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Calgary man starts petition to fix pothole problems plaguing drivers

From cracks to deep craters, many Calgarians say city roads have turned into bumpy obstacle courses.

“This is a concern that every Calgarian is feeling,” driver Mukul Verma told Global News.

Verma recently started a petition to fix potholes in the city, particularly on Deerfoot Trail. Verma’s concerns have been around for years but were intensified after he had a very close call with his two young kids onboard.

“I almost hit a car,” he explained. “It actually made a big stop — trying to avoid a hole.”

Verma said it’s time to stop “avoiding” the problem and instead “fix” it, and not just temporarily.

“I won’t say it has to be all smoothened up and new, every day,” he said. “But it has come to a point where it needs major, major attention.”

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“It needs to be repaved. Not just repaired or two patches.”

Calgary auto mechanic Soren Lefsrud. Tomasia DaSilva

Calgary auto mechanic Soren Lefsrud agrees 2024 has been a hard year on roadways and vehicles.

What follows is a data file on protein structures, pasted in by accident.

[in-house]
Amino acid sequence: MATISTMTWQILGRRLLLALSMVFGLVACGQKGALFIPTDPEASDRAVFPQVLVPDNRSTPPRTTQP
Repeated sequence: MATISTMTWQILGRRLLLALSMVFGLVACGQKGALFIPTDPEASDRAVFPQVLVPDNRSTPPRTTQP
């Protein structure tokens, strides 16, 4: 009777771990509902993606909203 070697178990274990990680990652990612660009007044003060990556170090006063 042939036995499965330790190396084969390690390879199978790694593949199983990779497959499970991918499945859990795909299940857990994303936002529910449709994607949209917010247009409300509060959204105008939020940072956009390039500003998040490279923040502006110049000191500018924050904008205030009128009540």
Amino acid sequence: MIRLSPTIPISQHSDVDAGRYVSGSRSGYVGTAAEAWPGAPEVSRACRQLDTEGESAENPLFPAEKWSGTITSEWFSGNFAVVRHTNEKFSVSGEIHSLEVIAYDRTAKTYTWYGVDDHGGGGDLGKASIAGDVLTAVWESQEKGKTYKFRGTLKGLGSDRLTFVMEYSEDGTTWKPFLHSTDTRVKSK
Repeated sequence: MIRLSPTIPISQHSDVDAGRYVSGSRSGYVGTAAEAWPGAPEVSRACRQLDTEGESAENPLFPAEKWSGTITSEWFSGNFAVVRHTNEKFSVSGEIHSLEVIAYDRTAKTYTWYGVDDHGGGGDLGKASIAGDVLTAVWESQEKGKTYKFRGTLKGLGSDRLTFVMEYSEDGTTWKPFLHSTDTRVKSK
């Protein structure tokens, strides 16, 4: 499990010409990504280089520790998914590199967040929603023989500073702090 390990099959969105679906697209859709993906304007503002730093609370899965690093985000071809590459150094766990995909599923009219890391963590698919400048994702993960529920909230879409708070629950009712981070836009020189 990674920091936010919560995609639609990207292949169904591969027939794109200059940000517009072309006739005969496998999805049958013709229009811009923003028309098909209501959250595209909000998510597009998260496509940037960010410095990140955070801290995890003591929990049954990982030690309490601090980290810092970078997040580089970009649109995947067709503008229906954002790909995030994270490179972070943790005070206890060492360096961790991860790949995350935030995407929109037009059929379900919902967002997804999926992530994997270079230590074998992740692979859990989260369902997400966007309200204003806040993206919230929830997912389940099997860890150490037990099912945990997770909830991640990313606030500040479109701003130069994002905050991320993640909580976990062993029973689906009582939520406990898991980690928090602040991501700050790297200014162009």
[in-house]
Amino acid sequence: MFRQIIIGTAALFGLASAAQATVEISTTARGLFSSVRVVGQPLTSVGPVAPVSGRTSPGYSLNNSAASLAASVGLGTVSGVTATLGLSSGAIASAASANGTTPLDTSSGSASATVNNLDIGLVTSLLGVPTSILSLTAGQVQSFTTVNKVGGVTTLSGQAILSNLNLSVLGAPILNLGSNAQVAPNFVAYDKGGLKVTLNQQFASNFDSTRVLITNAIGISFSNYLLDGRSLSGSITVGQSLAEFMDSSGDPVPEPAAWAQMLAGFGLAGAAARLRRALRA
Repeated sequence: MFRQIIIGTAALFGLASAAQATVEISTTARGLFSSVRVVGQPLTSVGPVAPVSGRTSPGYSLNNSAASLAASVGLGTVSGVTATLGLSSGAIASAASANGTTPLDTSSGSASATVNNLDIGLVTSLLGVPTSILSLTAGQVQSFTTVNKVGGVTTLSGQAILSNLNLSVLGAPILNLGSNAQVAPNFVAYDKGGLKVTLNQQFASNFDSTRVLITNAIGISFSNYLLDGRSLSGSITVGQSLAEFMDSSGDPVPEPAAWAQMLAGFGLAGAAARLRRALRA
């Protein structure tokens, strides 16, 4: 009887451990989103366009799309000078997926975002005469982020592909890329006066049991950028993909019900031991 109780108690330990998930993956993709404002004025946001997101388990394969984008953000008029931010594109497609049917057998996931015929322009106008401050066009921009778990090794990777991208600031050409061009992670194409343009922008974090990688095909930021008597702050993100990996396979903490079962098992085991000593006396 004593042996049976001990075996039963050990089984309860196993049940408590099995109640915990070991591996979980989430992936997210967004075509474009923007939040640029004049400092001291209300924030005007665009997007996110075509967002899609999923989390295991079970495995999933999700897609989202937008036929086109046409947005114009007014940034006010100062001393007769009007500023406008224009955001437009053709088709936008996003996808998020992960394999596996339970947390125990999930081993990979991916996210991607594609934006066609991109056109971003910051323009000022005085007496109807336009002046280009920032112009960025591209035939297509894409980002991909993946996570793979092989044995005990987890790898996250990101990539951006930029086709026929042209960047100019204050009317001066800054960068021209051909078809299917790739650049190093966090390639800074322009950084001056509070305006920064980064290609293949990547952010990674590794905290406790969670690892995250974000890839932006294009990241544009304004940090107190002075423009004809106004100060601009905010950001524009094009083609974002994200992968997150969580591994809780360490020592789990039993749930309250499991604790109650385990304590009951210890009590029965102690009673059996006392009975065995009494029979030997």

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“This is probably one of the worst years I’ve seen for potholes,” he said.

Lefsruds Honest Auto has been doing about three-to-five alignments a week, far more than usual. It’s now booking appointments almost a month out.

“We’ve seen an increase of suspension components that have excessive wear in them which causes wear to your tires,” he continued.

“The size of the potholes right now, it doesn’t take long for them to do damage. It’s the repetitive impact and it will wear out the ball joints, wear out the springs and the shocks.”

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The fix? “Avoid potholes at all costs,” he said.

Pothole complaints

The City of Calgary has received about 4,000 pothole complaints since the start of the year.

Roads spokesperson Chris McGeachy told Global News, crews work on potholes year-round and are currently working hard to address those complaints and many more.

“Our crews are out there every day,” he said. “We have filled a number of potholes — 6,700 to date.”

McGeachy said Calgary fixed 33,000 potholes last year, adding the number and severity of potholes largely depend on the weather. He added potholes are created when moisture penetrates the surface and forms an ice pocket near the road and as that ice pocket melts away it forms a pothole. “The more fluctuation in weather, the more potholes,” he said.

“When you have more of those days where temperatures go above zero and then back below zero, you’re going to see more of that freezing,” he pointed out.

The city has a pothole fixing budget of $6.9M and expects to fill many of the potholes over the next few months.

Global News reached out to Alberta Transportation to find out its plans for potholes but has yet not heard back.

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